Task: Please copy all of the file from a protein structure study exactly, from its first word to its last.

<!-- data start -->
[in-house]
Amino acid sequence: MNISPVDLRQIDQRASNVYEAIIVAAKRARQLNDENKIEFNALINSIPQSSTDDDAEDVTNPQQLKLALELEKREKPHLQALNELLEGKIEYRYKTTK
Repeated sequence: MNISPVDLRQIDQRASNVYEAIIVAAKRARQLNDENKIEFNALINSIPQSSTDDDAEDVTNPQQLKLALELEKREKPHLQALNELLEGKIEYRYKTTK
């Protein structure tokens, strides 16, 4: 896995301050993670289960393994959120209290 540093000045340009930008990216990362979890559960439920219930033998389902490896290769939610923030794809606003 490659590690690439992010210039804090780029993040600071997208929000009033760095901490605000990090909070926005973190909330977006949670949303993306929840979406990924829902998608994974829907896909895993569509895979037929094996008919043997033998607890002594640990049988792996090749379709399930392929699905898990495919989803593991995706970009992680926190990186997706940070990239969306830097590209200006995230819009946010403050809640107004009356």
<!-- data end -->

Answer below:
[in-house]
Amino acid sequence: MNISPVDLRQIDQRASNVYEAIIVAAKRARQLNDENKIEFNALINSIPQSSTDDDAEDVTNPQQLKLALELEKREKPHLQALNELLEGKIEYRYKTTK
Repeated sequence: MNISPVDLRQIDQRASNVYEAIIVAAKRARQLNDENKIEFNALINSIPQSSTDDDAEDVTNPQQLKLALELEKREKPHLQALNELLEGKIEYRYKTTK
């Protein structure tokens, strides 16, 4: 896995301050993670289960393994959120209290 540093000045340009930008990216990362979890559960439920219930033998389902490896290769939610923030794809606003 490659590690690439992010210039804090780029993040600071997208929000009033760095901490605000990090909070926005973190909330977006949670949303993306929840979406990924829902998608994974829907896909895993569509895979037929094996008919043997033998607890002594640990049988792996090749379709399930392929699905898990495919989803593991995706970009992680926190990186997706940070990239969306830097590209200006995230819009946010403050809640107004009356």